Westmoreland County commissioners say supplemental lawyer program a success
Court-appointed lawyers hired to supplement the public defender's office representing indigent clients saved county taxpayers more than $70,000 last year.
The program, enacted last year, replaced a system in which judges appointed private lawyers and paid them hourly wages to handle cases that public defenders could not take because of conflicts of interest.
As part of the new system, the county hired 10 lawyers who handled 38 cases apiece. The lawyers were paid a $20,000 annual salary without benefits.
“It's reflecting the cost savings we thought it would,” said court administrator Paul Kuntz.
On Thursday, county commissioners unanimously renewed the conflict counsel program and rehired nine of the lawyers chosen last year to serve as defense attorneys. A 10th was hired to replace an attorney who resigned from the program.
Kuntz said it cost taxpayers more than $368,000 in 2011 and $278,000 in 2012 for court-appointed lawyers. Last year, the bill for the conflict-counsel team was about $205,000.
Lawyers were assigned 38 cases, but several were hired to defend a few additional clients at an hourly rate.
The county added lawyers at a $45 hourly rate to represent clients in homicide trials and for appeals.
“The only issue we might consider is adding compensation if cases go to trial,” Kuntz said.
This year, lawyers will receive no added pay for trials.
Commissioners said the program has met its goal to save money.
“I'm satisfied it's working,” said Commissioner Ted Kopas.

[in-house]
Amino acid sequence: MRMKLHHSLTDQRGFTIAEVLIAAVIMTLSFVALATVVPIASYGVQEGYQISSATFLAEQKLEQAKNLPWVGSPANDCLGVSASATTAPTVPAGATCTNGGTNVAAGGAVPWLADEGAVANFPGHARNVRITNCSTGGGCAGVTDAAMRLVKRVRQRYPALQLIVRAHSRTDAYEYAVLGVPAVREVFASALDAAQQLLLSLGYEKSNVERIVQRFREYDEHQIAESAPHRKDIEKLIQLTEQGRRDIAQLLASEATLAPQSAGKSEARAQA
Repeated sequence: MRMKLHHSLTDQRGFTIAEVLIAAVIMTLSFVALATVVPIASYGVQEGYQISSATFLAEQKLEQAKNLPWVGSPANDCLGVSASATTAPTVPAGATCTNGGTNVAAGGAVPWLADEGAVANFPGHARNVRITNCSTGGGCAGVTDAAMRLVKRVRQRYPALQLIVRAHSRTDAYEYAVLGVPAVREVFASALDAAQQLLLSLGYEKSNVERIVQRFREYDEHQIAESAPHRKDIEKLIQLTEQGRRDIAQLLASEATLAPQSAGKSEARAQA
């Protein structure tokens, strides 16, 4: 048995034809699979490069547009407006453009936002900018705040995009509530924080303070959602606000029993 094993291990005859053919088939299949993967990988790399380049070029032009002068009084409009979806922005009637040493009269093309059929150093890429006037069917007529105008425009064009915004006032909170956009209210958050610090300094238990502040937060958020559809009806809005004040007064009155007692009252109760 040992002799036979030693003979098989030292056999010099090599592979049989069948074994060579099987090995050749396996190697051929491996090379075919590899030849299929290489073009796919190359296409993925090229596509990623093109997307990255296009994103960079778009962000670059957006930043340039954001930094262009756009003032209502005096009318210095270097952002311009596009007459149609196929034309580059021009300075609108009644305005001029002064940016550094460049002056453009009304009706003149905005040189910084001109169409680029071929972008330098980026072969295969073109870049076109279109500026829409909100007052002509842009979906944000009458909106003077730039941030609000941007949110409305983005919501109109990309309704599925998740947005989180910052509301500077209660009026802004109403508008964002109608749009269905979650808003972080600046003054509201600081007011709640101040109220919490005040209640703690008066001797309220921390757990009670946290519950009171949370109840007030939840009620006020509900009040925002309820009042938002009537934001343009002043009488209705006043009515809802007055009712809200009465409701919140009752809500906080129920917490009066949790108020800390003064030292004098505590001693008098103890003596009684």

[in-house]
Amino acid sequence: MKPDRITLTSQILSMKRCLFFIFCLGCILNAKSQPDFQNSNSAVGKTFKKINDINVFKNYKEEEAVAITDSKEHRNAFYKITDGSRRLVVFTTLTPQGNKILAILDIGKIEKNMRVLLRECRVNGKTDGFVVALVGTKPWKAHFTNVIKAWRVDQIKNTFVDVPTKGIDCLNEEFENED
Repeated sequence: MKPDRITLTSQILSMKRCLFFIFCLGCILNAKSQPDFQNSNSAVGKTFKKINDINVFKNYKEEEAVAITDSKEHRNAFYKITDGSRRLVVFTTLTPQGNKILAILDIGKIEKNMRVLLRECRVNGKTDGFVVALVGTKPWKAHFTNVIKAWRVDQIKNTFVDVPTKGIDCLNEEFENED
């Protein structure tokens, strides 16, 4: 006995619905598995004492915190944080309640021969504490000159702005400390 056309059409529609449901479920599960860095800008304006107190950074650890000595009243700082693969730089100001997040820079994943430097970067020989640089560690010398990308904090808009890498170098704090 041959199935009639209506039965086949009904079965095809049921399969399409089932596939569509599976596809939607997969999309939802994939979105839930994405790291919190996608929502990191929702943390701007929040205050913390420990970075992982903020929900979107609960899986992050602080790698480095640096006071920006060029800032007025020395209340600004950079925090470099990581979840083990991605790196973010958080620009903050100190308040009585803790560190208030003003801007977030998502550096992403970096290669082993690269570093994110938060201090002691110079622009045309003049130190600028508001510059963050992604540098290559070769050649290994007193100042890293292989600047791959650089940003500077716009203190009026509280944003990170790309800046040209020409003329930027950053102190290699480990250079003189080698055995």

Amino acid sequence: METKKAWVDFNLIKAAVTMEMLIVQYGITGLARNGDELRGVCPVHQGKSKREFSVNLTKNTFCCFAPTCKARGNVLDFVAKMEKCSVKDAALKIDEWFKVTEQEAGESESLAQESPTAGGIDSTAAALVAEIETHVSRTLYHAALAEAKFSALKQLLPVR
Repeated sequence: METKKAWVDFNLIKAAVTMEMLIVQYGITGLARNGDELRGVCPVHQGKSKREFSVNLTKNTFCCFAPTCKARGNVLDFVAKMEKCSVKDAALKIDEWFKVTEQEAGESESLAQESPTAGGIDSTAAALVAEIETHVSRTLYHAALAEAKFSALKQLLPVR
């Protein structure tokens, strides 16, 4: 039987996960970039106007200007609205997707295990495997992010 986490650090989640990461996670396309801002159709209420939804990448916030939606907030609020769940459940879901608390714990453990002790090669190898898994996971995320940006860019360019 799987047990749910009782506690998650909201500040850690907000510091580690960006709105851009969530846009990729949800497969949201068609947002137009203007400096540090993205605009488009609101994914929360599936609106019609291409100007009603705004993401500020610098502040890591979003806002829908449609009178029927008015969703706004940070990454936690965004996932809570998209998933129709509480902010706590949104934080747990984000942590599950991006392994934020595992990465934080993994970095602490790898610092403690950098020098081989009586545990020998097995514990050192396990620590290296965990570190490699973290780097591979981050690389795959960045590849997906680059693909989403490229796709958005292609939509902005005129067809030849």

Rich Cholodofsky is a staff writer for Trib Total Media.
Show commenting policy
TribLive commenting policy
You are solely responsible for your comments and by using TribLive.com you agree to our Terms of Service.
We moderate comments. Our goal is to provide substantive commentary for a general readership. By screening submissions, we provide a space where readers can share intelligent and informed commentary that enhances the quality of our news and information.
While most comments will be posted if they are on-topic and not abusive, moderating decisions are subjective. We will make them as carefully and consistently as we can. Because of the volume of reader comments, we cannot review individual moderation decisions with readers.
We value thoughtful comments representing a range of views that make their point quickly and politely. We make an effort to protect discussions from repeated comments either by the same reader or different readers.
We follow the same standards for taste as the daily newspaper. A few things we won't tolerate: personal attacks, obscenity, vulgarity, profanity (including expletives and letters followed by dashes), commercial promotion, impersonations, incoherence, proselytizing and SHOUTING. Don't include URLs to Web sites.
We do not edit comments. They are either approved or deleted. We reserve the right to edit a comment that is quoted or excerpted in an article. In this case, we may fix spelling and punctuation.
We welcome strong opinions and criticism of our work, but we don't want comments to become bogged down with discussions of our policies and we will moderate accordingly.
We appreciate it when readers and people quoted in articles or blog posts point out errors of fact or emphasis and will investigate all assertions. But these suggestions should be sent via e-mail. To avoid distracting other readers, we won't publish comments that suggest a correction. Instead, corrections will be made in a blog post or in an article.
- Endowment of $3.49B makes University of Pittsburgh 25th richest in U.S.
- Three injured in two-vehicle accident on Arona Road in Hempfield
- Westmoreland County settles with fired public defender
- Rostraver Democrat aims for 1 of 3 open spots on Westmoreland County bench
- Suspect in West Newton burglary sought, alleged accomplice arrested
- Braddock man held for trial in Jeannette assault, robbery
- Woman pays $178 fine for Westmoreland courthouse conduct
- New Alexandria tree trimmer pleads guilty to fraud
- IRS scam snares another Westmoreland County resident
- Rustic Ridge Mine permit request criticized
- Krieger to seek Westmoreland County Common Pleas judgeship